1.Regulatory Streamlining - NMDP proposes to: (a) set up a single window clearance system on portal of Central Drugs Standard Control Organisation , in alignment with the National Single Window System for filing applications for medical device manufacturing license, import license and clinical investigation approval; (b) expand applicability of Indian standards by the Bureau of Indian Standards (BIS) and such other similar standards setting bodies for medical devices; (c) incorporate framework for coherent pricing regulation for incremental number of medical devices under the Drugs Prices Control Order, 2013 (DPCO); and (d) implement an institutional arrangement for aligning industry practice with code of ethics prescribed by the National Medical Commission to strive towards ethical marketing of medical devices.


Under the Medical Devices Rules, 2017 (MDR), MedTech companies are required to procure a wide range of regulatory approvals which creates substantive regulatory burden and compliance challenges leading to delayed timelines. The single window clearance system is expected to reduce such timelines of procuring licenses and aims to integrate all key stakeholders involved in the medical devices licensing framework. Applicability of established standards such as BIS will result in better quality compliance and standardisation. However, timelines for ensuring standard compliance will be a key factor in assessing efficiency. A coherent pricing framework applicable to wider scope of medical devices under the ambit of DPCO will be able to make the medical devices sector much more affordable to the general public. The implementation of an institutional arrangement applicable to ethical marketing by medical device companies, perhaps in the nature of the draft Uniform Code of Medical Devices Marketing Practices, has been long awaited and is expected to be instrumental in comprehensive regulation of unethical advertisement practices in India.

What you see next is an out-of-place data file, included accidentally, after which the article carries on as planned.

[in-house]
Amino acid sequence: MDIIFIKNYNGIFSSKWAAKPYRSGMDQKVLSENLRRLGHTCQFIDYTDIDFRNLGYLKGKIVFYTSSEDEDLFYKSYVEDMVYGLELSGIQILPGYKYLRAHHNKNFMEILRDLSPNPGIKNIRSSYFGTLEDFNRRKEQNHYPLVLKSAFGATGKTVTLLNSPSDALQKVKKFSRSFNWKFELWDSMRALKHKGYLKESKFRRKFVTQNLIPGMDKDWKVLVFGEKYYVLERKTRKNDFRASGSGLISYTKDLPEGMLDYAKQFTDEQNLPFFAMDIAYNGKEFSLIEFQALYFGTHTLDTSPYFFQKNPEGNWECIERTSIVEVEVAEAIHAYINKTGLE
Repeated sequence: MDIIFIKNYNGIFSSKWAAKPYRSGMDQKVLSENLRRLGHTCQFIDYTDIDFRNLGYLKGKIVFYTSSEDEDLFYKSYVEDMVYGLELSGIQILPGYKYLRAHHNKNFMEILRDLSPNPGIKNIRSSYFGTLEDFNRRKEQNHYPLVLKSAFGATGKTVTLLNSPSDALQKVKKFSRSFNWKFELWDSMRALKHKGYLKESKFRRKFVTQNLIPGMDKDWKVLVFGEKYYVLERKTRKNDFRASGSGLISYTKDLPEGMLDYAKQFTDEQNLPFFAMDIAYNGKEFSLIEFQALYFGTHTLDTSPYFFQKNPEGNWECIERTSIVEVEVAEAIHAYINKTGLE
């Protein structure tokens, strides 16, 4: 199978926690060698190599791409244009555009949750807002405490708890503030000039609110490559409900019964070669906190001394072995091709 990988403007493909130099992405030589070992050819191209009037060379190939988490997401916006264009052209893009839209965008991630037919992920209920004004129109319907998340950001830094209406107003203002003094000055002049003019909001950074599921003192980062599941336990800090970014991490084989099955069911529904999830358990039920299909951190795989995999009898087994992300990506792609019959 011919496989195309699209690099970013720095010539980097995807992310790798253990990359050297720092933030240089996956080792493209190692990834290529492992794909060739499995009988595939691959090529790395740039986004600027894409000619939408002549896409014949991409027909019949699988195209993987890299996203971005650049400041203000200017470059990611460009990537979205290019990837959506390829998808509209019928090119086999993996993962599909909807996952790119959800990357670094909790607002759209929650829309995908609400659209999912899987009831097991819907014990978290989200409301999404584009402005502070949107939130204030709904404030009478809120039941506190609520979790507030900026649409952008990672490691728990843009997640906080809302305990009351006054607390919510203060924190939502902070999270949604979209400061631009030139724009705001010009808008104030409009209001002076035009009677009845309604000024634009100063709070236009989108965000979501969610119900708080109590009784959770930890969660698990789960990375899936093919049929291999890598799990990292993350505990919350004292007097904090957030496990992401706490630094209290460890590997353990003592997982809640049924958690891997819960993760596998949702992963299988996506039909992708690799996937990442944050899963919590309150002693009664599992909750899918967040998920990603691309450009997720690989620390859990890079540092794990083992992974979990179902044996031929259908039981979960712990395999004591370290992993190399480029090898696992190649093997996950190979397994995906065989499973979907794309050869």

2.Infrastructure Development - The NMDP recommends bolstering state governments' efforts to set up large medical device parks (as also provided for under the MDR) and mid-sized medical devices clusters with common infrastructure facilities in proximity to economic zones. Further, while testing and certification facilities for medical devices are available in some governmental bodies, the NMDP envisages setting up of additional medical device testing laboratories to bolster testing and certification efficacy.